And then something gave me the idea to just for fun fast forward 10 years to 2005 and see what was going on. For my part, I’d remained pretty deaf to it, being in college at this time and favoring indie rock and DJ music like Nobody (that’s actually his stage name, “Nobody”) as my go-to template, and pretty much nothing mainstream. But just for fun I decided to check it out. 

There’s one song in particular that to me epitomizes the superiority of this decade and that is “Get back” by Ludacris. Ludacris burst onto the scene in 2000 with some pretty showy mainstream raps but always I think came across as having a certain character and that throaty, dude-next-door sort of delivery. “Get back,” I think, is where things really get real: confrontation is an integral, inescapable part of hip-hop, as we know, and this song is just about drawing a line in the sand and telling unwanted, pesky people to get out of your personal life and mind their own business, culminating in the mantra of “I came / I saw / I hit him right dead in the jaw”. I don’t think there’s any question that the entrance of genuine hip-hop music like this into the mainstream was good for the industry (the pop industry, I mean), because for once it represented a sort of ingenuous, real-life take on somebody’s part of their everyday reality. There was no ulterior corporate interest in mind or artificial impetus to make people want to fu** each other, or fu** each other better than they already did.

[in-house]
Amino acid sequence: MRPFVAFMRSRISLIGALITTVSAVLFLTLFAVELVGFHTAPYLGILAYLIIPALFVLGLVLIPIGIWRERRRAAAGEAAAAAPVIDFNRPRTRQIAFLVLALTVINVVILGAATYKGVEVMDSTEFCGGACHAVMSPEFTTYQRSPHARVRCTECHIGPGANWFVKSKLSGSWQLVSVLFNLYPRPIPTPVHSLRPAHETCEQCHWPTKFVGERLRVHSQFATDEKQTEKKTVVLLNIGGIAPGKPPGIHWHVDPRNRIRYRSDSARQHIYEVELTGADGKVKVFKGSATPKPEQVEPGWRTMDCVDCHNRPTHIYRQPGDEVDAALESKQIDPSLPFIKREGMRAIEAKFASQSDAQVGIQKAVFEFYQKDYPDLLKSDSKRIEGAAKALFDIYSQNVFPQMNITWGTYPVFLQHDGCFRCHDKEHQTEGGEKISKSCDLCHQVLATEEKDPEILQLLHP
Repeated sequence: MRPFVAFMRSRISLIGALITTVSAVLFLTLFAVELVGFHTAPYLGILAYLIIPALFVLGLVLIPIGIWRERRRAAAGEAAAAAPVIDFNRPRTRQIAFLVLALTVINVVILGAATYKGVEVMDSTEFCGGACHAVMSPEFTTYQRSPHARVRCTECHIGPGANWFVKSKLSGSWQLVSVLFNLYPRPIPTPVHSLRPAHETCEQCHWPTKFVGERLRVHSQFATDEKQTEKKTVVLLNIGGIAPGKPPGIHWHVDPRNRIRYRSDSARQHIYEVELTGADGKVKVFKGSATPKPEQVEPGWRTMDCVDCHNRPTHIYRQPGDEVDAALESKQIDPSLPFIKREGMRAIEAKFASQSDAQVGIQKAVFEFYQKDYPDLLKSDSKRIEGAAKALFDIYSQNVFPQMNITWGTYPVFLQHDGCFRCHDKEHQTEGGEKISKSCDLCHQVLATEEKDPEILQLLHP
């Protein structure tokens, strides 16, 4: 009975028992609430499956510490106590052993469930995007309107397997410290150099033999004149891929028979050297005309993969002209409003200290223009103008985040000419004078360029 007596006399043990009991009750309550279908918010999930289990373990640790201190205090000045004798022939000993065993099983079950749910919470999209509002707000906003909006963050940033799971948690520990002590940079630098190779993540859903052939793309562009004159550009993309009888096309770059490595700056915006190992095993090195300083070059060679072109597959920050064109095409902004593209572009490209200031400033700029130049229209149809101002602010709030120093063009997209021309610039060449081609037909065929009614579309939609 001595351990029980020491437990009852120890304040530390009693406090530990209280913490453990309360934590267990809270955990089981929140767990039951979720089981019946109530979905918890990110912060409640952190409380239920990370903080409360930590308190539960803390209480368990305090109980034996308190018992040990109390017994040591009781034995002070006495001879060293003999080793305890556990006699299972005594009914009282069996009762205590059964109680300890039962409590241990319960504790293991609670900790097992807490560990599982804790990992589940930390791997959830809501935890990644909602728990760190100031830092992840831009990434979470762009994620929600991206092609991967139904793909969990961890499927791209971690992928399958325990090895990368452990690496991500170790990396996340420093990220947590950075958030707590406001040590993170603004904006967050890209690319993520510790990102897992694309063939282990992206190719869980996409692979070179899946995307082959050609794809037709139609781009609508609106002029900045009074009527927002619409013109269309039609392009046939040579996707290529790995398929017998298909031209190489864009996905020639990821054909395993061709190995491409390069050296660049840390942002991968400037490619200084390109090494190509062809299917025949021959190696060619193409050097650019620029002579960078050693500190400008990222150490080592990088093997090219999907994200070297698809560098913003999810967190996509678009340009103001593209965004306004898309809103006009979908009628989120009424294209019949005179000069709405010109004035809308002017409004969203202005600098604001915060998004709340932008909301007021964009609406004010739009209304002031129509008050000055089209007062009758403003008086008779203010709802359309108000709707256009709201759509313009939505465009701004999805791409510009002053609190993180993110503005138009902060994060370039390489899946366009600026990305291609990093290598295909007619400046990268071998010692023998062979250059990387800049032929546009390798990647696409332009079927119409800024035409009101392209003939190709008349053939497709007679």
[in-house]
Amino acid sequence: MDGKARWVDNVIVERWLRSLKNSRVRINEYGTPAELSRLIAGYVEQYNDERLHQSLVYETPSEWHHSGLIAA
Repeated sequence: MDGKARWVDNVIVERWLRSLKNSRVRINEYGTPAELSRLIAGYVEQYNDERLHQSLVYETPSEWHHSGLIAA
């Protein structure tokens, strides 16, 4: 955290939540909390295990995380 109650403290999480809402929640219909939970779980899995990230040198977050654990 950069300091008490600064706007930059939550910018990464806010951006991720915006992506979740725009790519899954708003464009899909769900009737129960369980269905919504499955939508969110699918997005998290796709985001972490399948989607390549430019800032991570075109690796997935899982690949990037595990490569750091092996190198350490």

I just happened to stumble on this Jennifer Lopez joint, too, “Get Right,” and sure even though it was about hooking up there seemed to be a certain depth to it, painting a humanistic picture beyond us all just being a bunch of fu**ing machines. Kelly Clarkson’s “Since U Been Gone” is an ode to independence and female strength and fortitude and sure, “Boulevard of Broken Dreams” kind of sucks, but it’s not like everybody hasn’t sufficiently let them have it for that, by now. 

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[1] I still don’t know what the He** the song is, for the record. Isn’t that ironic, in this day of technology, we’re conspicuously futile in the endeavor of retrieving and identifying old music? 

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[2] Keep in mind that I was examining the “Billboard Hot 100” which would not be exclusive of grunge: it just happened that the pivotal movement in early-’90s rock was typically outmoded in the pop realm by synthy pop, dance and rap, in this time period. I did, though, come across “Daughter” by Pearl Jam and “Bullet with Butterfly Wings” by The Smashing Pumpkins, at some point in my search.

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[3] I did come across this hummable masterpiece as well as “You Gotta Be” by Des’ree, another diamond in the general rough of spiritually devolved detritus.